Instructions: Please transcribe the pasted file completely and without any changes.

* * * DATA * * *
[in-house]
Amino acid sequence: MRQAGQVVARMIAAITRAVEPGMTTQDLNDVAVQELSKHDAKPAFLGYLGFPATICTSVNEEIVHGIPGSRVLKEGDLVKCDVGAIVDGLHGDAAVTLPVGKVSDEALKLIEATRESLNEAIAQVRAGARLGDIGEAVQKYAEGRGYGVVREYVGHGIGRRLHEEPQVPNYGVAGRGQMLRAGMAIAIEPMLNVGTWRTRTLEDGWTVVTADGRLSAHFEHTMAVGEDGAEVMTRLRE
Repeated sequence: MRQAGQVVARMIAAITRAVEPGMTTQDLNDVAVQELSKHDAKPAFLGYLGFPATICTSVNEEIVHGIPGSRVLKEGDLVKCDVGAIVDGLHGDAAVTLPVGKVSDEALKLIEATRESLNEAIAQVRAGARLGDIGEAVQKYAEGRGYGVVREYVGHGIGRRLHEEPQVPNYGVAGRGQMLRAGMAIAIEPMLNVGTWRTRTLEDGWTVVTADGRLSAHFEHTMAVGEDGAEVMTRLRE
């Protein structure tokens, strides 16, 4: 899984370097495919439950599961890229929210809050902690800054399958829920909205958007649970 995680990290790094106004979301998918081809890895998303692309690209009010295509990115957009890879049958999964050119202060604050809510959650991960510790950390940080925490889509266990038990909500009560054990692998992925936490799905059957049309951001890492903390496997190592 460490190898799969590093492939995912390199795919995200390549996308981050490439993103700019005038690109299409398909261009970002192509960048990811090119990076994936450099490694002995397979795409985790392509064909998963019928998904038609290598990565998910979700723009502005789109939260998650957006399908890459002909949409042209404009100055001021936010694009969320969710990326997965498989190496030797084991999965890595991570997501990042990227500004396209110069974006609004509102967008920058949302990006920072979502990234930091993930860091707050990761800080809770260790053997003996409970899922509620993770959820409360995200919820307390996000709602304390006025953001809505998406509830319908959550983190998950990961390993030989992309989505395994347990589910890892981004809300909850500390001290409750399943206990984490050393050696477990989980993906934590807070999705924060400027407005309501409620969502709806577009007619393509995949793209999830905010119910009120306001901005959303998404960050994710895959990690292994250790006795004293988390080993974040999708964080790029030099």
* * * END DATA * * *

[in-house]
Amino acid sequence: MRQAGQVVARMIAAITRAVEPGMTTQDLNDVAVQELSKHDAKPAFLGYLGFPATICTSVNEEIVHGIPGSRVLKEGDLVKCDVGAIVDGLHGDAAVTLPVGKVSDEALKLIEATRESLNEAIAQVRAGARLGDIGEAVQKYAEGRGYGVVREYVGHGIGRRLHEEPQVPNYGVAGRGQMLRAGMAIAIEPMLNVGTWRTRTLEDGWTVVTADGRLSAHFEHTMAVGEDGAEVMTRLRE
Repeated sequence: MRQAGQVVARMIAAITRAVEPGMTTQDLNDVAVQELSKHDAKPAFLGYLGFPATICTSVNEEIVHGIPGSRVLKEGDLVKCDVGAIVDGLHGDAAVTLPVGKVSDEALKLIEATRESLNEAIAQVRAGARLGDIGEAVQKYAEGRGYGVVREYVGHGIGRRLHEEPQVPNYGVAGRGQMLRAGMAIAIEPMLNVGTWRTRTLEDGWTVVTADGRLSAHFEHTMAVGEDGAEVMTRLRE
């Protein structure tokens, strides 16, 4: 899984370097495919439950599961890229929210809050902690800054399958829920909205958007649970 995680990290790094106004979301998918081809890895998303692309690209009010295509990115957009890879049958999964050119202060604050809510959650991960510790950390940080925490889509266990038990909500009560054990692998992925936490799905059957049309951001890492903390496997190592 460490190898799969590093492939995912390199795919995200390549996308981050490439993103700019005038690109299409398909261009970002192509960048990811090119990076994936450099490694002995397979795409985790392509064909998963019928998904038609290598990565998910979700723009502005789109939260998650957006399908890459002909949409042209404009100055001021936010694009969320969710990326997965498989190496030797084991999965890595991570997501990042990227500004396209110069974006609004509102967008920058949302990006920072979502990234930091993930860091707050990761800080809770260790053997003996409970899922509620993770959820409360995200919820307390996000709602304390006025953001809505998406509830319908959550983190998950990961390993030989992309989505395994347990589910890892981004809300909850500390001290409750399943206990984490050393050696477990989980993906934590807070999705924060400027407005309501409620969502709806577009007619393509995949793209999830905010119910009120306001901005959303998404960050994710895959990690292994250790006795004293988390080993974040999708964080790029030099």